I come up with new programming projects so quickly that I can barely keep track of them. This is probably why I rarely finish them. But I've been trying to organize them into a dependency graph, so that I can keep track of what's most important to work on and what my next steps are.
Object-oriented programming is out of fashion now, and it has been for a while. Rarely are new programming languages intentionally object-oriented. And there are good reasons for this: OO often requires a lot of boilerplate, it forces code into unnatural object hierarchies, and it encourages hidden mutable state.
But, if we made a new statically-typed OO language from scratch in 2021, something in the vein of Java or C#, taking everything we've learned from functional programming and a decade-plus of scathing OO criticism, could we fix this? Especially if we had no expectation of compatibility with legacy code?
tl;dr: Don't even try online converters. They'll drop the CJK characters. Just install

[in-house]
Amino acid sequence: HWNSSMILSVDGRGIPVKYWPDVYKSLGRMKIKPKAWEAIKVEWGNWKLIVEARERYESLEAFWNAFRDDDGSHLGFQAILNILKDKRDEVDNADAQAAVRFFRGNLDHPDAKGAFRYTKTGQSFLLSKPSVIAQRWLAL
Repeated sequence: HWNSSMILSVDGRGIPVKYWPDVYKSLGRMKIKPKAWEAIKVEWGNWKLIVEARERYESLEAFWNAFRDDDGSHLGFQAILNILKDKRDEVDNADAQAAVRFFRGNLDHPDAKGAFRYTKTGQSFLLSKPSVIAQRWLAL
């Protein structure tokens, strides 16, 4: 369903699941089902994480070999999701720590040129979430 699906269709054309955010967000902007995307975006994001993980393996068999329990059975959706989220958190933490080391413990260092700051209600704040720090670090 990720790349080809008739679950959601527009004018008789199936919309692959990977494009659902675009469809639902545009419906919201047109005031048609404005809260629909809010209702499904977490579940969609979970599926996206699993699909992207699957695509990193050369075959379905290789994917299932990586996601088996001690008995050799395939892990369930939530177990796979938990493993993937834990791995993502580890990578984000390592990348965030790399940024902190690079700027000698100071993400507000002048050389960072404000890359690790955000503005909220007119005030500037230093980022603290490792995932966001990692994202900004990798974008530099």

woff2on your own machine. Most Linux package managers will have them; on Windows, you can use the EXEs in this GitHub repo.
A few days ago, I needed to install a web font (Noto Sans JP) for Japanese text on a site I was working on. The site supports IE11, so I would at least need a WOFF file, and a WOFF2 for newer browsers.
The obvious place to look was Google Fonts. It used to provide a ZIP download of any web font in multiple formats (at least TTF, WOFF, and WOFF2). But Google Fonts seems to have removed this feature; ZIP downloads only include OTF files now. If I wanted IE11 support, I'd need to convert these to WOFF.